The Federal Reserve also reached out, with equal lack of success, to the Bank of England. It asked the Bank of England to provide it with more information about the nature of BCCI's lending to CCAH shareholders. In return, the Bank of England advised the Federal Reserve "that it had encountered difficulties in obtaining the necessary information but would continue its investigation."(32)
The previous December, the Bank of England had provided the Federal Reserve with an important warning about BCCI's lending to First American. But since then, the Bank of England itself had been drawn into BCCI's troubles as a result of Price Waterhouse advising it of the massive losses at BCCI and Price Waterhouse's own unwillingness to sign off on further audits of the bank. Thus, the Bank of England was now struggling with the problem of how to prevent BCCI from collapsing entirely, how to work out agreements with Abu Dhabi to guarantee BCCI's losses, and how to keep knowledge of the depth of BCCI's troubles from becoming public. By the spring of 1990, its own perceived vital interests were at stake. Accordingly, the Bank of England chose to be less than completely candid with the Federal Reserve about what it knew. If it had told the Federal Reserve that BCCI had $850 million in lending secured by CCAH's shares, the result would have been the instantaneous action that the Federal Reserve ultimately took the following January, just weeks after it finally saw the Price Waterhouse audits that the Bank of England withheld from it earlier in the year.
Despite its investigatory efforts, from the spring of 1990 through November, 1990, the Federal Reserve made little progress on the BCCI-First American issue. The Justice Department had given it almost nothing. The Bank of England had given it almost nothing. Both were in fact, for differing reasons, withholding important information from the Federal Reserve. At last, in November, the New York District Attorney's office gave the Federal Reserve the information it needed to break the investigation open. As Mattingly testified:
In November 1990, the New York County District Attorney's Office informed Federal Reserve staff that a confidential source had stated that a report prepared in October 1990 by BCCI's outside auditors indicated that BCCI had made substantial loans to CCAH shareholders secured by CCAH shares. Board staff immediately requested access to this report from the United States General Manager of BCCI. After a delay occasioned by the initial refusal of the auditor [Price Waterhouse] to permit the report to be examined by the Federal Reserve, BCCI agreed to make the report available for review by a senior member of the Board's examination staff in BCCI's London office. The review was conducted on December 10, 1990. The auditor's report and a conversation on that date with the new chief executive officer of BCCI [Zafar Iqbal] indicated that BCCI had substantial loans outstanding secured by CCAH stock. This was the first substantive evidence received by the Board confirming a financial relationship between BCCI and CCAH.(33)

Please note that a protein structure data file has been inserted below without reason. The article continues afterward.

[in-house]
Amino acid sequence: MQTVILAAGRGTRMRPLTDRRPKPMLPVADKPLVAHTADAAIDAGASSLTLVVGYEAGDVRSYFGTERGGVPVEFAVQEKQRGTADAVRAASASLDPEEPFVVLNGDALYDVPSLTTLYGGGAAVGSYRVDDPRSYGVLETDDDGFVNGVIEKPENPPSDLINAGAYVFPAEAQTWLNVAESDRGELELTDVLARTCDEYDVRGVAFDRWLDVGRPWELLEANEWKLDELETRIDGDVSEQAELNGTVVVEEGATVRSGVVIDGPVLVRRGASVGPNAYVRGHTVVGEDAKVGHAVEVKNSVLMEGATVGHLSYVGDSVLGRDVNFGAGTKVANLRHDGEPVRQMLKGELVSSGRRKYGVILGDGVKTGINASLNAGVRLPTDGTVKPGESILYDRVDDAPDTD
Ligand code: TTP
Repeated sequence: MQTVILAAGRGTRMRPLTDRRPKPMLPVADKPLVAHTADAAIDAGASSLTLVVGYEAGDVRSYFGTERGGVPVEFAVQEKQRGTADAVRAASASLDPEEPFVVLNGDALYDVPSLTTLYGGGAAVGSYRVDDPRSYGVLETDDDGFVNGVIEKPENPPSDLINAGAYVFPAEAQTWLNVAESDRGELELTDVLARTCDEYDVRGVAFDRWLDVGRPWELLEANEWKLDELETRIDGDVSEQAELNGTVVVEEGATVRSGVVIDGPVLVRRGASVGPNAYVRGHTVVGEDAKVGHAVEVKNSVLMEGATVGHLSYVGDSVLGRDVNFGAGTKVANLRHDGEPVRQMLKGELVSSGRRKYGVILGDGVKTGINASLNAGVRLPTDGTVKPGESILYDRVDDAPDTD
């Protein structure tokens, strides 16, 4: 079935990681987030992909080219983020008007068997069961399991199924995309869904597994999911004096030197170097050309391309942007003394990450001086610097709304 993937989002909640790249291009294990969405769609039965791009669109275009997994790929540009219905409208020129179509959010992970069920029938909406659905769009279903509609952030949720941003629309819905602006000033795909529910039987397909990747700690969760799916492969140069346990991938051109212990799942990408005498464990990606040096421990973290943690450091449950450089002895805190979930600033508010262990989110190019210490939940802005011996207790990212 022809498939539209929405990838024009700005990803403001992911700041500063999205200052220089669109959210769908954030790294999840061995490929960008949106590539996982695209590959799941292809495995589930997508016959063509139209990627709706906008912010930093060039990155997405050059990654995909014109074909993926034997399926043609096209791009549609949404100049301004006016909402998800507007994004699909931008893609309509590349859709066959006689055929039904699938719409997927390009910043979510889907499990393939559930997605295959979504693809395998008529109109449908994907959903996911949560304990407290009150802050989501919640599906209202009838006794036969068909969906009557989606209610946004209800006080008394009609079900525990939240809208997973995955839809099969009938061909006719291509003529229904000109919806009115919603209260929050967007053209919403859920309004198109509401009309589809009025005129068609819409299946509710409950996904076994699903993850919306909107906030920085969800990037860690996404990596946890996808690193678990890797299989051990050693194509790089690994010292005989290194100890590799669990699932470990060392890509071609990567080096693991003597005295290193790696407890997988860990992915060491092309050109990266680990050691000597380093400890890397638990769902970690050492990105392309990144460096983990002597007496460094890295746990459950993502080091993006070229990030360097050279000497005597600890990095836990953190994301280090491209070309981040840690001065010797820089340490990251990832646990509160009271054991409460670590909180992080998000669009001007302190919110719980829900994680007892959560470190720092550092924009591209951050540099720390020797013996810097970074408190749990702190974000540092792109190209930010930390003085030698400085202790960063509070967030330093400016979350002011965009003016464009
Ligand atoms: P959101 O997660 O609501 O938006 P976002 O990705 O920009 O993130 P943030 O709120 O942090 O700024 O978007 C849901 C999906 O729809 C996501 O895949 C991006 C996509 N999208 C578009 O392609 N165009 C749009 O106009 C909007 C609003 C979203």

Eleven days after this event, the Federal Reserve was contacted by counsel for the Abu Dhabi shareholders of BCCI and First American, Patton, Boggs & Blow, who advised the regulators
that Abu Dhabi had the previous April become BCCI's new majority shareholders, and had invested "a very large sum in BCCI stock to correct certain capital deficiencies." The lawyers for Abu Dhabi confirmed that "a substantial amount of the stock of CCAH had been pledged to BCCI as collateral for hundreds of millions of dollars in loans to certain shareholders of CCAH," and suggested that Patton, Boggs, instead of Clifford and Altman, would now be coordinating the handling of issues pertaining to CCAH with the regulators.(34)
Two weeks later, the Federal Reserve initiated its formal investigation, including the authorization of full discovery power, into the circumstances of BCCI's acquisition of control of CCAH and whether false or misleading statements had been made to the Board during the application process in 1981 and afterwards. Two weeks later, Patton Boggs acknowledged that there was material in BCCI's files concerning nominee arrangements for some of the CCAH shareholders. One week later, on January 22, 1991, the Federal Reserve sent a proposed cease and desist order to BCCI's counsel and made criminal referrals to the Justice Department.(35)